Kansas City Royals pitcher, Nate Karns is hoping to recover fully from a new trend in the medical world. Trying to make light of the situation, Karns seems to be having fun with this new procedure.
The new trend is for pitchers with balky shoulders. The procedure involves removing a small rib to relieve pressure on the neck, shoulder, and arm. The phenomenon that causes this pressure is called Thoracic Outlet Syndrome or TOS.
The “McRib” operation has become fairly common of late, but among the Major League pitchers who have opted for it, there are few qualified successes.
So is TOS a real thing? Is TOS surgery more theory and experimentation than settled science?
Symptoms of TOS include a tingling feeling in the arm, indicating compressed nerves. The operation requires removing a rib that angles from the neck area to the breastplate. The bone is small, the size of a pinky finger.
Nate Karns, the Kansas City Royals pitcher, had the surgery last year. He wears his rib on a necklace as a souvenir. Karns, who looked good in Spring Training, was put on the disabled list prior to Opening Day.
His teammate, Kyle Zimmer, underwent the same procedure last year. Zimmer, once a major prospect, was recently removed from the club’s 40-man roster (though he was just re-signed as a free agent minor leaguer). Luke Hochevar, another Royals pitcher, went under the knife for TOS two years ago. Thus far, he has yet to throw another pitch.
The Royals have indicated that Karns (acquired from Seattle before last season for Jarrod Dyson) will pitch out of the bullpen when he comes back this year – if he comes back. Although he has shown a lot of promise as a starter when healthy, that seems like a good idea. In fact, it would probably be a good idea to use all TOS survivors as relievers for at least a year or two in order to ease them back into action.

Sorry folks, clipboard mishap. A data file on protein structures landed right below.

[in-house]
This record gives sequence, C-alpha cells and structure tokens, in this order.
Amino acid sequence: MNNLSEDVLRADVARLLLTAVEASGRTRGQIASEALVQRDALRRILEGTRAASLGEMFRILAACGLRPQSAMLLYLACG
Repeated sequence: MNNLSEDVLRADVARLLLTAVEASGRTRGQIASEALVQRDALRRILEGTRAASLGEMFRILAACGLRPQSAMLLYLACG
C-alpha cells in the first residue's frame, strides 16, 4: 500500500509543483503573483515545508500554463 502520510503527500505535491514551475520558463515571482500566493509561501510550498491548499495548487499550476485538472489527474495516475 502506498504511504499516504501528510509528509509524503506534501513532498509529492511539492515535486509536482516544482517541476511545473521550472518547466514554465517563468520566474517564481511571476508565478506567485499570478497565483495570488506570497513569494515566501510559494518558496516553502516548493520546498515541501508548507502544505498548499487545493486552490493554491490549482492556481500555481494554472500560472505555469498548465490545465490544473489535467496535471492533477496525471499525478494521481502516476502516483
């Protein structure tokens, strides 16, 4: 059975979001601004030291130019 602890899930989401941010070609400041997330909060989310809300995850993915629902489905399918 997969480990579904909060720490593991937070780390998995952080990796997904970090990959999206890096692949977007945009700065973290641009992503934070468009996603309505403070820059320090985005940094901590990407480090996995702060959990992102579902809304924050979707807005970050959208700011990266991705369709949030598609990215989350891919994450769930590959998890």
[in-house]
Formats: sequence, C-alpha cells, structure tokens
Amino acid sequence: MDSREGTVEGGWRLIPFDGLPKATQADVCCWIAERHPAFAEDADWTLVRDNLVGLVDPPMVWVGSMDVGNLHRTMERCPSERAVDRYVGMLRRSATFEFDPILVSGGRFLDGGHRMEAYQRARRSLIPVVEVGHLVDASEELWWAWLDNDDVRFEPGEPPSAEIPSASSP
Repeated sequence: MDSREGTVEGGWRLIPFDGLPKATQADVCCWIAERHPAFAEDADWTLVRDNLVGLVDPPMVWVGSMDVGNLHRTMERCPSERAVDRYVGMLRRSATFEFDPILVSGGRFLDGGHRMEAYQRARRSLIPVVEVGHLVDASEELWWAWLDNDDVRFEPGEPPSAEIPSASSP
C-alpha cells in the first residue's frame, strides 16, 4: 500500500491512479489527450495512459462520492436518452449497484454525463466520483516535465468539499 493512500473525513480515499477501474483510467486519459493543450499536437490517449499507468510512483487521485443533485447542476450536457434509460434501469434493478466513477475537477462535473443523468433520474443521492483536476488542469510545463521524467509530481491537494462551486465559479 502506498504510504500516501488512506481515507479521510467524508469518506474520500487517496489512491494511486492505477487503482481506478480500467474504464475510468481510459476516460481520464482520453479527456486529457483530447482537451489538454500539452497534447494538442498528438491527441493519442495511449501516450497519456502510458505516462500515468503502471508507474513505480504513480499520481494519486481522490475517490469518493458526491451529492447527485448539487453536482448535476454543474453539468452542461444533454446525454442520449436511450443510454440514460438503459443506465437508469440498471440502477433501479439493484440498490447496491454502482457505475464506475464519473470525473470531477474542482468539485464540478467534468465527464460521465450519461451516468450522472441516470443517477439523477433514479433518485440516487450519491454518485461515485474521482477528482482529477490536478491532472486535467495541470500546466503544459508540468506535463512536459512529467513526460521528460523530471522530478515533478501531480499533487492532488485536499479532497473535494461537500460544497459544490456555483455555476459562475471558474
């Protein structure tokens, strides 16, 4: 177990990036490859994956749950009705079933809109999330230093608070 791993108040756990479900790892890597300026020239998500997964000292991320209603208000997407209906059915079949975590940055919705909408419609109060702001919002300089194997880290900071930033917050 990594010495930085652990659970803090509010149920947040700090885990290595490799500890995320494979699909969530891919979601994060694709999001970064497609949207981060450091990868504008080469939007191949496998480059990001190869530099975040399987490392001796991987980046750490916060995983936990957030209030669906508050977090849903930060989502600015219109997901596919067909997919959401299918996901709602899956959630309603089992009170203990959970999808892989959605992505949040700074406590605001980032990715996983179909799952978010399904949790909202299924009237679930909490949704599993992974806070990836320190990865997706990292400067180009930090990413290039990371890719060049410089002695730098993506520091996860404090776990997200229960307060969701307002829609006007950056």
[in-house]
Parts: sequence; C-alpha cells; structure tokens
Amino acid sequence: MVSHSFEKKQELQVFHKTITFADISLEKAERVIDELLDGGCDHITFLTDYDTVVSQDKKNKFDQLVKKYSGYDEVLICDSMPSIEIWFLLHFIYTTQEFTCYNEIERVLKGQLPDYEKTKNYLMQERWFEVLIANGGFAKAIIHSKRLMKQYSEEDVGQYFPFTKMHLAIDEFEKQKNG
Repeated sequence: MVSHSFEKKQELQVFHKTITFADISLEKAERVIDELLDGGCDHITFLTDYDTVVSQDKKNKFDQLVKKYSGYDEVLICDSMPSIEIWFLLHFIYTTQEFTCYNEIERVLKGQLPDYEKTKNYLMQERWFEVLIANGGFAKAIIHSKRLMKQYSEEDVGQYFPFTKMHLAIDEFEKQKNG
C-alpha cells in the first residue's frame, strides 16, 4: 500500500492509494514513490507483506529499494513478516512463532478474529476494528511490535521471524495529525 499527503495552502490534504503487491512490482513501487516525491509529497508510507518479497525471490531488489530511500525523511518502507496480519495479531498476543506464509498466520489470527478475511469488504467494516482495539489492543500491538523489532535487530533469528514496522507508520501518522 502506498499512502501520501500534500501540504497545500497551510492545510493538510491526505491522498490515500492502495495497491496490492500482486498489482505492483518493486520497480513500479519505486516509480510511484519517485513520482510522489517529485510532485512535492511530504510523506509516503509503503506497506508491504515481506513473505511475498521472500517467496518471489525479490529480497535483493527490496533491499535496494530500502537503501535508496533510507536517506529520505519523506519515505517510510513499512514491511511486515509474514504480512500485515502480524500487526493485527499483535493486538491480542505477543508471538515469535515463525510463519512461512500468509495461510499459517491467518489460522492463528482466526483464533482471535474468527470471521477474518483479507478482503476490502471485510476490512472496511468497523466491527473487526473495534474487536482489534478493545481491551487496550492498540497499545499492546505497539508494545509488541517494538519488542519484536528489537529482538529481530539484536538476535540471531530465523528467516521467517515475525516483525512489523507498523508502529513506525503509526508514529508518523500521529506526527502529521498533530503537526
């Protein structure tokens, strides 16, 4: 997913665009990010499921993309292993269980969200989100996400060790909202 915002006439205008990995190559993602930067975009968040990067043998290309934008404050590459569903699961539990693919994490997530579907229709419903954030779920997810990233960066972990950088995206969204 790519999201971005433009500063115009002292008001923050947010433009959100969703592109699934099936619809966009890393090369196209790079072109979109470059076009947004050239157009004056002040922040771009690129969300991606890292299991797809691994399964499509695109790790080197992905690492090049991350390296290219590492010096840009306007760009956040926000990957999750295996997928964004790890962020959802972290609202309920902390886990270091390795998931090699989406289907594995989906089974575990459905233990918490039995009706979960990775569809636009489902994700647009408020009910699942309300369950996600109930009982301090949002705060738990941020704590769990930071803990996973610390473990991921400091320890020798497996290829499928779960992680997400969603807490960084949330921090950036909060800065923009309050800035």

The term “Thoracic Park” was apparently coined by Karns, who is still hopeful that his lucky necklace is a symbol of a rejuvenated career.
The jury is still out, but, at the very least, a TOS diagnosis is a lot more serious than, perhaps, the optimists had thought. Jaime Garcia is one of the success stories. And Chris Young, the very tall and soft-throwing pitcher (formerly of the Royals), enjoyed a sort of unexpected renaissance after undergoing the procedure. But Young was cut by the Padres this spring.
Dealing with injuries
The main study, so far, about TOS with respect to pitchers, was done by Dr. Robert Thompson at Barnes Jewish Hospital in St. Louis in conjunction with PITCHf/x. The results, predictably, seem inconclusive.
Since the 1970s, Tommy John surgery on the elbow has become commonplace in MLB. Most pitchers recover and return to levels at or near previous degrees of effectiveness in about a year, maybe two.
Shoulders have always been a different story. Rotator cuff surgeries and so on are not an exact science. Far fewer pitchers overcome shoulder damage. The intricate joint anatomy making up that region is problematic (to say the least) to this day, despite medical advances. Some pitchers come back strong; the majority don’t.
One thing we do know: After this season, we will know more about the general effectiveness of this operation as it pertains to Major League pitchers. This is especially true as applied to the Royals (and the Padres) and to Nate Karns’ career.